Wednesday, August 17, 2011

Back to the Future as Canada Now Fights for King and Country

When Louis St. Laurent was acting as secretary of state for external affairs, he held a dinner party in honour of Ernest Bevin, then Great Britain's foreign secretary. At the end of the meal, Bevin got up and made a speech, praising Canada for standing beside Britain in her hour of need.
'His compatriots, he said, would never forget the way their cousins across the Atlantic had come to their assistance during the darkest days of World War 11.'

St Laurent was not impressed by the implication that Canada had entered the war out of loyalty to the mother country, rather than for reasons of principle. In his reply to Bevin he went out of his way to emphasize that Canada's declaration of war had been an independent decision made by the country's elected representatives, that it was prompted by the nation's determination to fight Nazism and had nothing whatever to do with helping Britain. (The Making of a Peacemonger: The Memoirs of George Ignatieff, By Sonja Sinclairp. 108)
That was an important stand, because Canada's foreign policy was based on what we felt was right at the time. And that same independence kept us out of Vietnam and Iraq, despite the fact that they were wars waged by our powerful neighbours to the South.
St Laurent believed that most Canadians wanted their country to contribute to world peace and better understanding among nations. (Sinclair)
The big news yesterday was that Canada will now be going back decades to "correct an historic mistake", fighting under the Royal Standard. Back to the time before we thought that we were no longer a British colony.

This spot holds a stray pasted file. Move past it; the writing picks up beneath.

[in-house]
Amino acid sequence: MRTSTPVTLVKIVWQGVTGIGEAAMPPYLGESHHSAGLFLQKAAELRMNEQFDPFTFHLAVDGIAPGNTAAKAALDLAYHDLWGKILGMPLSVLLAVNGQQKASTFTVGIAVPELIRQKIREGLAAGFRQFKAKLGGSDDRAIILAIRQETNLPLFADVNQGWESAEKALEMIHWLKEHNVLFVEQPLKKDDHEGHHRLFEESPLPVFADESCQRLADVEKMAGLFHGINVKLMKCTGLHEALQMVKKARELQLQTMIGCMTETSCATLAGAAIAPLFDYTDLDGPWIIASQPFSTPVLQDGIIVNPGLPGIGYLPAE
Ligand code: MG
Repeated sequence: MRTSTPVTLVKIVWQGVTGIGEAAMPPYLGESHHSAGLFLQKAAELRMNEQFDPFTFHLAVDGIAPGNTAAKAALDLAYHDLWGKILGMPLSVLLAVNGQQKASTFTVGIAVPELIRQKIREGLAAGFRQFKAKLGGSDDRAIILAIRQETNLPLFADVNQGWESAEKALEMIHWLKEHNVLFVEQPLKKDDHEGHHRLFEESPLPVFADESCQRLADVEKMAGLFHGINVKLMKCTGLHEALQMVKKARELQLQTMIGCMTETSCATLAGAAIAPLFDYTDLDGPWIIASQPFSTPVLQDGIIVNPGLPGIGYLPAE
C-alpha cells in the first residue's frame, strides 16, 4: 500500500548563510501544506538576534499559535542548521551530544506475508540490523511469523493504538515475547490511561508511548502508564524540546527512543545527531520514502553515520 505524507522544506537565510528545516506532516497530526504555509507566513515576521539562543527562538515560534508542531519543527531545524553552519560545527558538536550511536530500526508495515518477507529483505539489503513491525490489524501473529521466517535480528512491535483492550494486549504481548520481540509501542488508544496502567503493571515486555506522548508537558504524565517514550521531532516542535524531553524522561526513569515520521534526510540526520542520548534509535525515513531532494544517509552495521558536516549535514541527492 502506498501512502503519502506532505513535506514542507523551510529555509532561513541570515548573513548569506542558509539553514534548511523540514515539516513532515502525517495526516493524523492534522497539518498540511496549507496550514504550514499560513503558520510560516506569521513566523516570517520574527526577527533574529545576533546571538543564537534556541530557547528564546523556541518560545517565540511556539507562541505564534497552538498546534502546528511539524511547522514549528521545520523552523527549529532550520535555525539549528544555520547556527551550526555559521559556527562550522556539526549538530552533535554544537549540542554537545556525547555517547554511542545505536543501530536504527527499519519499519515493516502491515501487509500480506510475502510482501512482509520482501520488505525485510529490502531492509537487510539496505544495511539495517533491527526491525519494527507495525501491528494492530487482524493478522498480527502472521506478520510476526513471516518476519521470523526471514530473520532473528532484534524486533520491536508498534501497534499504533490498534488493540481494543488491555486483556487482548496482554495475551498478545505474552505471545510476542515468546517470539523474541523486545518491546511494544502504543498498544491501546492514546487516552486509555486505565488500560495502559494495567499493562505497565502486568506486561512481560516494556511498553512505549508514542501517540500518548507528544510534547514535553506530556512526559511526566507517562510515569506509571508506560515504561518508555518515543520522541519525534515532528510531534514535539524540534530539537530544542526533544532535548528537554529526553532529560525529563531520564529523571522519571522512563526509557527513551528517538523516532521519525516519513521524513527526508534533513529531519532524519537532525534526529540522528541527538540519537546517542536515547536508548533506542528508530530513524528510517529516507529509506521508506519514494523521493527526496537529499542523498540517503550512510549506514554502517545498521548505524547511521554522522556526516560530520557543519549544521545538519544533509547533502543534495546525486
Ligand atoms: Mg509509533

Silly us.

Stephen Harper said "king me" and so it was done.

A year ago, Liberal Sen. William Rompkey, wanted to change the name of our navy from Maritime Command to the Canadian Navy. I've always called them the Canadian Navy.

The "monarchists" sprang into action, insisting instead that we go back to the Royal Canadian Navy, which sparked an immediate response.
While everyone agrees the name Maritime Command is terrible, senators and witnesses are squaring off over whether to call it Royal or not.

Numerous retired members of the navy have suggested the rank-and-file don't want Royal in the name, and some senators believe it conjures up a colonial past that doesn't reflect the modern Canadian navy as independent
James Knox of the Times Colonist, writes that the name change will upset the United States, as Canada reclaims its independence.

Poor Jack. He doesn't get out much.

Since coming to power, Stephen Harper has slowly signed away our military sovereignty.

Operation "Shiprider" allows U.S. agents to patrol Canadian waters, and make arrests.

An agreement with their military, allows the U.S. to send troops across our border in the case of an emergency. One of those emergencies would be an indigenous protest over a joint venture like a pipeline or highway.

And the Border Security deal, locks us inside fortress North America. We can no longer refuse to go where the U.S. tells us to go.

If they want to invade Switzerland for their chocolate, we'll strap on the AK-47s and fondue pots, and keep Jenny Craig on standby.

We are no longer a sovereign nation, and invoking memories of our military past, only hides what is in store for our military future.

Former prime minister, Louis St. Laurent may have felt that "most Canadians wanted their country to contribute to world peace and better understanding among nations", but that is the polar opposite to what Stephen Harper believes.

The Reformers back in the day, hated the new Canadian flag, believing that we should bring back the Red Ensign. So is that the next step?

Or maybe a blue flag, with the image of King Steve?

Anything is possible.

1 comment: